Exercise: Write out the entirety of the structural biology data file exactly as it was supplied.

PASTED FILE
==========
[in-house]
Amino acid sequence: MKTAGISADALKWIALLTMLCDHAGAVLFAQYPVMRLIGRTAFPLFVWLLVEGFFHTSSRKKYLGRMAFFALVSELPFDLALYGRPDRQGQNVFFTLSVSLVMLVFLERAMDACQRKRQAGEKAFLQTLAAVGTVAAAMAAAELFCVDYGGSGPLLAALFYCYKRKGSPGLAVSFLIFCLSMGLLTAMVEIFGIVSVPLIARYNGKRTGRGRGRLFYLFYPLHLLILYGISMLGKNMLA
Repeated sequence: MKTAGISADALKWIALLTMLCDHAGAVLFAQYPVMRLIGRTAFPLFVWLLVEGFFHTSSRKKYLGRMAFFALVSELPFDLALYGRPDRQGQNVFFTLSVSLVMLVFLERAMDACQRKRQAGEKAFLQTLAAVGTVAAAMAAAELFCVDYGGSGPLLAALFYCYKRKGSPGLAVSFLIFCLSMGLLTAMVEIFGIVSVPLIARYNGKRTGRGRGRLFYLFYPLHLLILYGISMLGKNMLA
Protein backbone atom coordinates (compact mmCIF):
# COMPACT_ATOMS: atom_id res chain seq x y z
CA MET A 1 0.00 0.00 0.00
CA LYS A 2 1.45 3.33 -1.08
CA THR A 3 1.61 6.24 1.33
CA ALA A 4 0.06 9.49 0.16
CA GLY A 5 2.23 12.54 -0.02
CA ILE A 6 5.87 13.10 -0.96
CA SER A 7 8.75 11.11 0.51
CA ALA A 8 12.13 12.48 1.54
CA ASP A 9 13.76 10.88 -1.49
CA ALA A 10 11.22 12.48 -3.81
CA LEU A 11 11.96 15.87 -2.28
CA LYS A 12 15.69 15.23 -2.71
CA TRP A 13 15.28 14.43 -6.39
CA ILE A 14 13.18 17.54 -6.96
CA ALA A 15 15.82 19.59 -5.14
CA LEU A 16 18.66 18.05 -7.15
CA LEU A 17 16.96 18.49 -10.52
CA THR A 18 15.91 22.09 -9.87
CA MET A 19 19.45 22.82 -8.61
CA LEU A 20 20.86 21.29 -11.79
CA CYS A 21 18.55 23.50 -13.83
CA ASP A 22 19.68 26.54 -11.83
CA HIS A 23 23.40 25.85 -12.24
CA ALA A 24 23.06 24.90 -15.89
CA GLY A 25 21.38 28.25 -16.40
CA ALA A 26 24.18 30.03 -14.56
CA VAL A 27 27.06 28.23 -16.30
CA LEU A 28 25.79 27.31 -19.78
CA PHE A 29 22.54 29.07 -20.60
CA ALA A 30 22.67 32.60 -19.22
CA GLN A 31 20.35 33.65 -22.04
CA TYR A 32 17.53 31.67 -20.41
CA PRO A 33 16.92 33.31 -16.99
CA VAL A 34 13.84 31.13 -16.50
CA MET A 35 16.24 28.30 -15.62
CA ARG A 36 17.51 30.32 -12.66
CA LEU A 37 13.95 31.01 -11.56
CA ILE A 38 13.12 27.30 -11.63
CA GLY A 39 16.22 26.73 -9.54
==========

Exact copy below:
[in-house]
Amino acid sequence: MKTAGISADALKWIALLTMLCDHAGAVLFAQYPVMRLIGRTAFPLFVWLLVEGFFHTSSRKKYLGRMAFFALVSELPFDLALYGRPDRQGQNVFFTLSVSLVMLVFLERAMDACQRKRQAGEKAFLQTLAAVGTVAAAMAAAELFCVDYGGSGPLLAALFYCYKRKGSPGLAVSFLIFCLSMGLLTAMVEIFGIVSVPLIARYNGKRTGRGRGRLFYLFYPLHLLILYGISMLGKNMLA
Repeated sequence: MKTAGISADALKWIALLTMLCDHAGAVLFAQYPVMRLIGRTAFPLFVWLLVEGFFHTSSRKKYLGRMAFFALVSELPFDLALYGRPDRQGQNVFFTLSVSLVMLVFLERAMDACQRKRQAGEKAFLQTLAAVGTVAAAMAAAELFCVDYGGSGPLLAALFYCYKRKGSPGLAVSFLIFCLSMGLLTAMVEIFGIVSVPLIARYNGKRTGRGRGRLFYLFYPLHLLILYGISMLGKNMLA
Protein backbone atom coordinates (compact mmCIF):
# COMPACT_ATOMS: atom_id res chain seq x y z
CA MET A 1 0.00 0.00 0.00
CA LYS A 2 1.45 3.33 -1.08
CA THR A 3 1.61 6.24 1.33
CA ALA A 4 0.06 9.49 0.16
CA GLY A 5 2.23 12.54 -0.02
CA ILE A 6 5.87 13.10 -0.96
CA SER A 7 8.75 11.11 0.51
CA ALA A 8 12.13 12.48 1.54
CA ASP A 9 13.76 10.88 -1.49
CA ALA A 10 11.22 12.48 -3.81
CA LEU A 11 11.96 15.87 -2.28
CA LYS A 12 15.69 15.23 -2.71
CA TRP A 13 15.28 14.43 -6.39
CA ILE A 14 13.18 17.54 -6.96
CA ALA A 15 15.82 19.59 -5.14
CA LEU A 16 18.66 18.05 -7.15
CA LEU A 17 16.96 18.49 -10.52
CA THR A 18 15.91 22.09 -9.87
CA MET A 19 19.45 22.82 -8.61
CA LEU A 20 20.86 21.29 -11.79
CA CYS A 21 18.55 23.50 -13.83
CA ASP A 22 19.68 26.54 -11.83
CA HIS A 23 23.40 25.85 -12.24
CA ALA A 24 23.06 24.90 -15.89
CA GLY A 25 21.38 28.25 -16.40
CA ALA A 26 24.18 30.03 -14.56
CA VAL A 27 27.06 28.23 -16.30
CA LEU A 28 25.79 27.31 -19.78
CA PHE A 29 22.54 29.07 -20.60
CA ALA A 30 22.67 32.60 -19.22
CA GLN A 31 20.35 33.65 -22.04
CA TYR A 32 17.53 31.67 -20.41
CA PRO A 33 16.92 33.31 -16.99
CA VAL A 34 13.84 31.13 -16.50
CA MET A 35 16.24 28.30 -15.62
CA ARG A 36 17.51 30.32 -12.66
CA LEU A 37 13.95 31.01 -11.56
CA ILE A 38 13.12 27.30 -11.63
CA GLY A 39 16.22 26.73 -9.54